Res.Df    RSS Df Sum of Sq      F    Pr(>F)    
   1    425 210.11                                  
   2    423 188.10  2    22.004 24.741 6.895e-11 ***
   Signif. codes:  0 ‘***’ 0.001 ‘**’ 0.01 ‘*’ 0.05 ‘.’ 0.1 ‘ ’ 1 

The table at the heart of this output delivers the individual residual sum of squares, the F-test statstic and its p-value. The p-value is extremely small which would lead us to reject the null hypothesis, concluding that at least one of age or educ was significant. If you look at the regression output of reg_ex2 you will see that it is the education variable.

Slighly easier, use the linear hypothesis testing function (lht) which is also part of the car package:

     lht1 <- lht(reg_ex2, c("age = 0"," educ = 0"))

which requires as input the unrestricted model, (here reg_ex2) and the restrictions. Here we have two restrictions, i.e. that the coefficients to the two variables age and educ are 0 and hence both variables irrelevant. You could add more restrictions by adding them into the vector list c( ). Also note that instead of the short version (lht) you could use the slightly longer function name (linearHypothesis). But everything else remains unchanged.

Look at the output and you will find that it is essentially exactly the same as for the anova function. The lht function is more convenient to use for testing purposes, as you will only need the unrestricted model and then add the restriction. Internally the function will then estimate the restricted model, but you as the user will not see it.

The last way to calculate an F-test is by using the waldtest function which is a part of the AER package. In some ways this is the most powerful of the three options, in particular if you also want to allow for heteroskedastic error terms (see R_robust_se). All you need to do to calculate the above F-test is to call the following line

    > waldtest(reg_ex2, .~. - age - educ)
    Wald test
    Model 1: lwage ~ exper + log(huswage) + age + educ
    Model 2: lwage ~ exper + log(huswage)
      Res.Df Df      F    Pr(>F)    
    1    423                        
    2    425 -2 24.741 6.895e-11 ***
    Signif. codes:  0 ‘***’ 0.001 ‘**’ 0.01 ‘*’ 0.05 ‘.’ 0.1 ‘ ’ 1

Don't be confused by the name "waldtest" in the end you get the same F-test. As for the lht function you will only need the unrestricted model (reg_ex2) as the first input. The second input into the function specifies the restriction to be tested, or more literally specifies how the restricted model should look like relative to the unrestricted one. We start this specification by the term .~. which basically says "use the same terms to the left and right of the "~" sign, but then remove the age and education variables, -age-educ.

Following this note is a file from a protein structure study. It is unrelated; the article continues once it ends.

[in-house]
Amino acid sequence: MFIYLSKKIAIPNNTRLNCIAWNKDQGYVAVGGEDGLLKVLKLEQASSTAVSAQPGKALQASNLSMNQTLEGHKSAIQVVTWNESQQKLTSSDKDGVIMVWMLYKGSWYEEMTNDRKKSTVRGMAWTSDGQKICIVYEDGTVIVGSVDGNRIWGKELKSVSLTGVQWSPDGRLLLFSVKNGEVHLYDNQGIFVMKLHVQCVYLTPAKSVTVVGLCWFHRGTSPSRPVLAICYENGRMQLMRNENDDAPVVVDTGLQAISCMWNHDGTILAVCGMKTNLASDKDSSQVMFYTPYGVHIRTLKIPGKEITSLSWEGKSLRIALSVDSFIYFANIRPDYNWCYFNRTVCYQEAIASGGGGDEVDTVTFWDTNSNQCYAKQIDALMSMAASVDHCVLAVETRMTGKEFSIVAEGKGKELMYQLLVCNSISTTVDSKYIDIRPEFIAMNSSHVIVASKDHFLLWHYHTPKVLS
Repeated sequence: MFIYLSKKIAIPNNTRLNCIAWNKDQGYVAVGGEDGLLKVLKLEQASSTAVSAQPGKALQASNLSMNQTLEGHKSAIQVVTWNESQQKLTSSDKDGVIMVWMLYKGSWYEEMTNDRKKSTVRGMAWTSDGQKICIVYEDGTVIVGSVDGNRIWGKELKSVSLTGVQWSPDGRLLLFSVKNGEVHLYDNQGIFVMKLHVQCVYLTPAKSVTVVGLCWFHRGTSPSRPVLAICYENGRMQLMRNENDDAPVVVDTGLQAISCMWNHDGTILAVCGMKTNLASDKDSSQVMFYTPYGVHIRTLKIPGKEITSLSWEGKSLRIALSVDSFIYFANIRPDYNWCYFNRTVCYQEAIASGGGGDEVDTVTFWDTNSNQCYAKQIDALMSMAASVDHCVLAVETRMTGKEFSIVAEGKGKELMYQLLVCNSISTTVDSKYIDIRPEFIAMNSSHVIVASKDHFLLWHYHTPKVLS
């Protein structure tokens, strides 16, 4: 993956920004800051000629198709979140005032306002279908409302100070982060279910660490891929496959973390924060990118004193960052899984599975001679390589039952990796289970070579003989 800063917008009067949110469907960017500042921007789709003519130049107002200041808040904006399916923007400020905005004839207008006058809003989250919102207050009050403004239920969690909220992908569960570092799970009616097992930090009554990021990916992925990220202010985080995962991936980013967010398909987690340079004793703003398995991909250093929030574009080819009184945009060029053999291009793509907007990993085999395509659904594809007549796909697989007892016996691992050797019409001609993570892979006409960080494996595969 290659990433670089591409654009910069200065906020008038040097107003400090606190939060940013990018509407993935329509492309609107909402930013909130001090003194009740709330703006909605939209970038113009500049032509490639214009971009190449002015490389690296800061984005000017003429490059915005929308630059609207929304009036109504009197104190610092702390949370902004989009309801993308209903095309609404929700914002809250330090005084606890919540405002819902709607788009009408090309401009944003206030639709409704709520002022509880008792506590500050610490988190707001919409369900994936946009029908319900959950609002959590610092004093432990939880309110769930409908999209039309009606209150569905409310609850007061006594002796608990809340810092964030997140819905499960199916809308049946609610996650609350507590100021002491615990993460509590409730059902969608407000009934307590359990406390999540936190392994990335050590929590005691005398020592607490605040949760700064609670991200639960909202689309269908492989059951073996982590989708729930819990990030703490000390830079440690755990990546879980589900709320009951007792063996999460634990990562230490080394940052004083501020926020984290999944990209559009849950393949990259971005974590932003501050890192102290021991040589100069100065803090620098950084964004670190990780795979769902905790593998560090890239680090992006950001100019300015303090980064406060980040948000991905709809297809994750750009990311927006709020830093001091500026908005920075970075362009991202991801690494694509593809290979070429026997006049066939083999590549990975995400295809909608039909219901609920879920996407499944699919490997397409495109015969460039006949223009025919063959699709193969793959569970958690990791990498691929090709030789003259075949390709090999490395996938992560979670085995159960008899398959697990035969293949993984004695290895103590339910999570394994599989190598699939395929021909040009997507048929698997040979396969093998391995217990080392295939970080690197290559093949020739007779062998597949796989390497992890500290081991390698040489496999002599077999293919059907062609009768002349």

Of course, the results are absolutely identical.


Often you will want to calculate p-values for test statistics. You need a number of ingredients to do that:

  • You need to know the value of a calculated test statistic
  • You need to know what the distribution of the test statistic is (assuming that the null hypothesis is true) - this includes knowledge of degrees of freedom parameters if these are required for your distribution.
  • You need to know whether you are working with a two-tailed, left-tailed or right-tailed test.

Once you know all these ingredients you can use some R internal functions to get p-values. Let's go to the t-test we calculated earlier (and saved in t_test) to test [math]H_0: \beta_{exper} = 0.01; H_A: \beta_{exper} \gt 0.01[/math]. To get the p-value here (right-tailed area) we can call on the function pt, which calculates probabilities from a t distribution (probability under the t-distribution with 425 degrees of freedom to the left of t_test:

   p_t_test = (1-pt(t_test,425))  # right tailed p-value

The result is 0.05794. The (1 - ... ) part ensures that we calculate the right tail. Alternatively (as usual there are several ways to achieve the same result - all equally valied) we could have used an option in the pt function to ask for the right tail:

   p_t_test = pt(t_test,425,lower.tail = FALSE)

Of course different test statistics require different distributions. But the principle is the same. The relevant function to get p-values for a F-test is pf. Type ?pf into R to get to the help function where you can see how to use it exactly.

These probability functions exist for a range of common distributions. For a list see [1].